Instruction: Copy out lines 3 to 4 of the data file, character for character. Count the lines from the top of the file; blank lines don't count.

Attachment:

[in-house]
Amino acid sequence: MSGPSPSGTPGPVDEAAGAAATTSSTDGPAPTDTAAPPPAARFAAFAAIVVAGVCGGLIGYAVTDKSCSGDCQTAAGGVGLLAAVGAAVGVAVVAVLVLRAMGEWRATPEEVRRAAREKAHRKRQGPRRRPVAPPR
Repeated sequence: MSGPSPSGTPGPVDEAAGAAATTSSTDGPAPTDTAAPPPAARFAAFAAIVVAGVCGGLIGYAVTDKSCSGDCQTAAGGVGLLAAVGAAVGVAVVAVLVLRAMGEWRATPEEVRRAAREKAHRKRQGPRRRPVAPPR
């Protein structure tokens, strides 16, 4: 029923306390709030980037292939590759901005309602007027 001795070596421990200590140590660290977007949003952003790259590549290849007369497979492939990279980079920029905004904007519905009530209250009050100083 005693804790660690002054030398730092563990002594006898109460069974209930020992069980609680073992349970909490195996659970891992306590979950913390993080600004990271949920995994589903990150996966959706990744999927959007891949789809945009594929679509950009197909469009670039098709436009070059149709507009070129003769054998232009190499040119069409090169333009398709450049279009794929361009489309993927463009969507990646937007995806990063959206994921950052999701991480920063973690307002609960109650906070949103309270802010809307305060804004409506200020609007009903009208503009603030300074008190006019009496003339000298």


Repeated sequence: MSGPSPSGTPGPVDEAAGAAATTSSTDGPAPTDTAAPPPAARFAAFAAIVVAGVCGGLIGYAVTDKSCSGDCQTAAGGVGLLAAVGAAVGVAVVAVLVLRAMGEWRATPEEVRRAAREKAHRKRQGPRRRPVAPPR
């Protein structure tokens, strides 16, 4: 029923306390709030980037292939590759901005309602007027 001795070596421990200590140590660290977007949003952003790259590549290849007369497979492939990279980079920029905004904007519905009530209250009050100083 005693804790660690002054030398730092563990002594006898109460069974209930020992069980609680073992349970909490195996659970891992306590979950913390993080600004990271949920995994589903990150996966959706990744999927959007891949789809945009594929679509950009197909469009670039098709436009070059149709507009070129003769054998232009190499040119069409090169333009398709450049279009794929361009489309993927463009969507990646937007995806990063959206994921950052999701991480920063973690307002609960109650906070949103309270802010809307305060804004409506200020609007009903009208503009603030300074008190006019009496003339000298």